NASA asteroid tracker: An asteroid taller than the PYRAMIDS will skim the Earth TOMORROW

The imposing , dubbed Asteroid 2011 HP, is hurtling in the Earth’s direction at speeds of 8.43km per second or 18,857.4mph (30,348kmh). NASA expects the asteroid to make a so-called Earth Close Approach, meaning its trajectory will bring the rock incredibly close to Earth. The US space agency has predicted the asteroid will come scraping by around 11.48am UK time or 6.48am Eastern Time. The incredible flyby will mark the second time the space rocks near-misses the Earth since its discovery in 2011.

Asteroid HP is an Apollo-type rock, belonging to a group of rocky objects named after Asteroid 1862 Apollo.

First spotted on April 13, 2011, the asteroid has been crossing paths with Earth since at least June 16, 1904.

As a result of its frequent approaches, NASA has dubbed the asteroid a Near-Earth Object or NEO.

NEOs are all comets and asteroids on trajectories, which occasionally cut into the Earth’s orbit of the Sun.

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explained: “As they orbit the Sun, Near-Earth Objects can occasionally approach close to Earth.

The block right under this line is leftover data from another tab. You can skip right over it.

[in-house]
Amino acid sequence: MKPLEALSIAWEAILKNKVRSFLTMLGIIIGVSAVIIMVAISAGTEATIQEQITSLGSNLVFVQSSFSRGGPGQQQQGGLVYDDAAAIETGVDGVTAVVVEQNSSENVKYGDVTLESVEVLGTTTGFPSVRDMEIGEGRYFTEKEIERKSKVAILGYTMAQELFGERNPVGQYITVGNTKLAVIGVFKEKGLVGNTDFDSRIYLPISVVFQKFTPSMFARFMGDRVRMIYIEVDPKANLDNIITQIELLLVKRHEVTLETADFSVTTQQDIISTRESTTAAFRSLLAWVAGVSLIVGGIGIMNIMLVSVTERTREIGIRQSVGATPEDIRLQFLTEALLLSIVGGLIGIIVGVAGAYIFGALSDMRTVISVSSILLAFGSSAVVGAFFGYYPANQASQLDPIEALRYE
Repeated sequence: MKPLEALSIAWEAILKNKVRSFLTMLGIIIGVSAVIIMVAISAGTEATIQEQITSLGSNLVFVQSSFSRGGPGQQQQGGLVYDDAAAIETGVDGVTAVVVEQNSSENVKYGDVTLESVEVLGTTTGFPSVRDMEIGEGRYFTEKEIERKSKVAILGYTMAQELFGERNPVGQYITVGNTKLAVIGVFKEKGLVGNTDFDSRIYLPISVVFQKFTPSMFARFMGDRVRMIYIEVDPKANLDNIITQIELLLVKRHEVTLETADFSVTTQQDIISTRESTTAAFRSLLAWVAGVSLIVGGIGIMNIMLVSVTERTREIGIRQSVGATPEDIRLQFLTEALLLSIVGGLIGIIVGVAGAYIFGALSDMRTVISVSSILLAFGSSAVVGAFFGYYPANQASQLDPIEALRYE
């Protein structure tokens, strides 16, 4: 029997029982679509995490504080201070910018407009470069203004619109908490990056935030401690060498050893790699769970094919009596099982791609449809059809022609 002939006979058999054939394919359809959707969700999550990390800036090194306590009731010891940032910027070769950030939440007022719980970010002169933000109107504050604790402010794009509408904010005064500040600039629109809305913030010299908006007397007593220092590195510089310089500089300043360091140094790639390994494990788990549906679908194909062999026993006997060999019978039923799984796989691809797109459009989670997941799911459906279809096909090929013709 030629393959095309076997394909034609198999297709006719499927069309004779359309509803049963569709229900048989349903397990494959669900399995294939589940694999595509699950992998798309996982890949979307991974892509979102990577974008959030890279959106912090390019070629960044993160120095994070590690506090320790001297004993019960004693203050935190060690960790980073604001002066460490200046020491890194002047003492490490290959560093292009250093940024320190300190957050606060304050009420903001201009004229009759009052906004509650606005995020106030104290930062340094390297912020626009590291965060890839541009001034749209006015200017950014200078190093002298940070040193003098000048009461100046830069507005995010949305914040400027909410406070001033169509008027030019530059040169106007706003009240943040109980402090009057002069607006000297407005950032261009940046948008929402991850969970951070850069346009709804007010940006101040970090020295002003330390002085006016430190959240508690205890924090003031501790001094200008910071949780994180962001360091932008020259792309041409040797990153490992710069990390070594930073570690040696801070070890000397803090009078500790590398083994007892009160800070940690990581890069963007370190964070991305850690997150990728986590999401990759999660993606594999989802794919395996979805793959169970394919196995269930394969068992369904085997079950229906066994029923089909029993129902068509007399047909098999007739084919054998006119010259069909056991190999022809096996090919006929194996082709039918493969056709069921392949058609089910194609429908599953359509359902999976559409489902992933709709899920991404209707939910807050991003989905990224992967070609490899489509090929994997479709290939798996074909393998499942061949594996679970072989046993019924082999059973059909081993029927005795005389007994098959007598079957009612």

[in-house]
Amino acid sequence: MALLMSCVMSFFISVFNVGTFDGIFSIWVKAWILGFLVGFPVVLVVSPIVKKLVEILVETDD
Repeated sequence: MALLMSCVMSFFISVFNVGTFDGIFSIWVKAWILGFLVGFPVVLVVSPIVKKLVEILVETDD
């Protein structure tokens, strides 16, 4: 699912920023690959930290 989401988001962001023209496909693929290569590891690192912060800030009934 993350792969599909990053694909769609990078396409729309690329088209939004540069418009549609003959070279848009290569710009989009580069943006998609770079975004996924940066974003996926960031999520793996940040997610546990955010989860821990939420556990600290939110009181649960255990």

“Note that a ‘close’ passage astronomically can be very far away in human terms: millions or even tens of millions of kilometres.”

And if that thought was not terrifying enough, the space rock could be twice as tall as the Great Pyramid of Giza.

NASA’s asteroid trackers at the Jet Propulsion Laboratory (JPL) estimated Asteroid HP measures somewhere between 328ft to 754.6ft (100m to 230m) across.

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An asteroid at the upper end of the estimate is just about as tall as the iconic Golden Gate suspension bridge in San Fransisco, US.

At the lower end of the estimate, however, the asteroid is still incredibly formidable and comparable in size to Big Ben’s clock tower in London.

Any object this big could be big enough to wipe out a big city if it struck a populated area.

So, is there any concern the asteroid will come within striking distance tomorrow?

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Thankfully, even at its closest, the asteroid will miss the Earth from a distance of around 2.92 million miles (4.7 million km).

The distance is the equivalent of approximately 12.26 times the distance to the Moon.

And after the space rock swings past Earth’s little corner of space, the rock will not make another flyby until May 17, 2027.

After that, NASA expects the asteroid to next visit Earth on May 6, 2035.

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